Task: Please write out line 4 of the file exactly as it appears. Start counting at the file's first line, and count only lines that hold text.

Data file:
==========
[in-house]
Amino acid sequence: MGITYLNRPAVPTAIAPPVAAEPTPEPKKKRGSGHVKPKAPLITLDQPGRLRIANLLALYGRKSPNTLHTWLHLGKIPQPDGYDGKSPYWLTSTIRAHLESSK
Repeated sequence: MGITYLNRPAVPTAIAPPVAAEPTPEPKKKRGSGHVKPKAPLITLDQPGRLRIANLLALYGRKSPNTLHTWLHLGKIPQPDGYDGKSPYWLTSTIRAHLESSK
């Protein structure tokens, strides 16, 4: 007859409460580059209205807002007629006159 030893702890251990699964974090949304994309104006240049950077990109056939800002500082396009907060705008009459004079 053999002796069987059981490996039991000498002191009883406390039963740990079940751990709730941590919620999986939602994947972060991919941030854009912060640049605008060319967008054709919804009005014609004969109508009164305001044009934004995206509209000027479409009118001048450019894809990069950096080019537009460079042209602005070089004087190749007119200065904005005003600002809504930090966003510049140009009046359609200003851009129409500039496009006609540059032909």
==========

């Protein structure tokens, strides 16, 4: 007859409460580059209205807002007629006159 030893702890251990699964974090949304994309104006240049950077990109056939800002500082396009907060705008009459004079 053999002796069987059981490996039991000498002191009883406390039963740990079940751990709730941590919620999986939602994947972060991919941030854009912060640049605008060319967008054709919804009005014609004969109508009164305001044009934004995206509209000027479409009118001048450019894809990069950096080019537009460079042209602005070089004087190749007119200065904005005003600002809504930090966003510049140009009046359609200003851009129409500039496009006609540059032909």